Malign Competition: Action and Remedy
In this final Chapter an attempt is made to integrate all aspects of the action for malign competition. Factual situations will be taken from cases in order to demonstrate how the action provides a sound rationale in the assessment of liability. Consideration will also be given to the remedies that are the result of a successful action. The first part is a recapitulation of the grounds for the action in malign competition where the focus is on the action for free acceptance augmented by constructive knowledge principles to assess liability. It is also at this point where we will ask which factors must be present in addition to the Baden progression to make a defendant liable. The later part is an assessment of the action on a factual case-by-case basis. The facts are taken from several cases that have been discussed in previous chapters and have been selected to display the maximum number of problems that can arise in malign competition cases. The facts of each case are briefly described, after which the application of the action and the problems that it deals with follow from the examples given.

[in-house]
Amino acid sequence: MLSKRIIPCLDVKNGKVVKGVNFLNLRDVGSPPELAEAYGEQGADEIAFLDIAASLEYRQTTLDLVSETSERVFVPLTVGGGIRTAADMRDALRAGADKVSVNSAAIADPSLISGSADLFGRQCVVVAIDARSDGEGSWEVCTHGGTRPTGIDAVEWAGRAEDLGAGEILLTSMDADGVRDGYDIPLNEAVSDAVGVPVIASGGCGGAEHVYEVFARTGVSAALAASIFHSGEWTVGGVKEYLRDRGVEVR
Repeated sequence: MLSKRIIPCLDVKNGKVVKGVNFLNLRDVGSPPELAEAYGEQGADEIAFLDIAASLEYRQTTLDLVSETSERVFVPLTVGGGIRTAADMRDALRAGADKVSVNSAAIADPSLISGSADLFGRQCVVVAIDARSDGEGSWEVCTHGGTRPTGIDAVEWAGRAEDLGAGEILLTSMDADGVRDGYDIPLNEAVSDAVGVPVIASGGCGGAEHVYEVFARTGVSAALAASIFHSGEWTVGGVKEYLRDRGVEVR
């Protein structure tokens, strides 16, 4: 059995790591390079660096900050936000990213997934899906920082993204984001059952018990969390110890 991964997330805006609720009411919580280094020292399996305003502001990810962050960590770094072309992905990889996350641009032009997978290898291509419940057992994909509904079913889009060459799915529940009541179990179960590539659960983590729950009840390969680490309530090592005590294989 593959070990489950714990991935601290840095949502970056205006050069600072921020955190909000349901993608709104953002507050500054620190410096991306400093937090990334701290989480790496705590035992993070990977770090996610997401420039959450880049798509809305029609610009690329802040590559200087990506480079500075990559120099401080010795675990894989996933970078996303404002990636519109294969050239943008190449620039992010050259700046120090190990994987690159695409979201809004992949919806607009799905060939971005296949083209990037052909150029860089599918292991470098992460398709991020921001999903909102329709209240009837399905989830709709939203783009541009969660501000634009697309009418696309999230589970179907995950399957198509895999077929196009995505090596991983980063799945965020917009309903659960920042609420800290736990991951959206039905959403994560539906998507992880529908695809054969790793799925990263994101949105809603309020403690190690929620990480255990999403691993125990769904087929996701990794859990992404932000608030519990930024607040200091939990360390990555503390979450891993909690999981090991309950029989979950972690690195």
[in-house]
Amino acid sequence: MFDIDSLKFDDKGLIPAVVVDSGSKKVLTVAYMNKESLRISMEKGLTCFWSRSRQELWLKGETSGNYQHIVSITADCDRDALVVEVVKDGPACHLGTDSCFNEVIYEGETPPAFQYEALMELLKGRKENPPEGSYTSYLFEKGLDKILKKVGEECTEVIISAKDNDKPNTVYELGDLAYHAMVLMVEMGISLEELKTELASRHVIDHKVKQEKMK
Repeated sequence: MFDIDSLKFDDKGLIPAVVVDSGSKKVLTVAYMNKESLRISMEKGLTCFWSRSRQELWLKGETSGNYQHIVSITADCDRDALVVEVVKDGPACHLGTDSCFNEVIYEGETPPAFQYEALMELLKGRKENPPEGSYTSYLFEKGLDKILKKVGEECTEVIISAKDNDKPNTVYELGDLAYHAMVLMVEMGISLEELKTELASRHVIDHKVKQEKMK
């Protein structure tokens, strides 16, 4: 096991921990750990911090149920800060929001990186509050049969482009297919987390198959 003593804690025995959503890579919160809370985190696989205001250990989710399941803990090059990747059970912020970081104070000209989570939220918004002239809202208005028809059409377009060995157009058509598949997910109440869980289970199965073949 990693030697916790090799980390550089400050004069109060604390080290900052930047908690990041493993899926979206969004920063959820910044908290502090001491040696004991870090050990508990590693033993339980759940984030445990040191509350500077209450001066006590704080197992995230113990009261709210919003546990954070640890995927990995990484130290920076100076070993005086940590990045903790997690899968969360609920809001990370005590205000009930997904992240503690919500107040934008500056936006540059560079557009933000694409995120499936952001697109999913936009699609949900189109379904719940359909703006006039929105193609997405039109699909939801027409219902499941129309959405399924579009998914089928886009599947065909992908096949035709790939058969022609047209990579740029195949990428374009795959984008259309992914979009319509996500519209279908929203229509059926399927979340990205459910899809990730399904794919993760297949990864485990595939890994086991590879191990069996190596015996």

MALIGN COMPETITION: FROM LIABILITY TO REMEDY
In the earlier chapters we saw that a synthesis, albeit partial, between unfair competition law and unjust enrichment does exist. It is now time to explore the working of malign competition. As we have already seen, liability in an action for malign competition is based on the principle of unjust enrichment, leading to a full synthesis of unfair competition law and the principles of unjust enrichment. Recapitulating, an action for malign competition starts with establishing that something of value has passed by means of subtraction from the plaintiff to the defendant, whereby the latter has been enriched at the expense of the former. For the enrichment to be unfair, it has to be the result of a non-voluntary transfer, or free acceptance of the benefit by the defendant. In case of non-voluntary transfer the plaintiff has been active in ensuring that it is clear that he does not intend to lose his assets by subtraction.
Liability in cases of free acceptance exists in two guises. In the case of passive free acceptance, there is the difficulty of intermeddling. The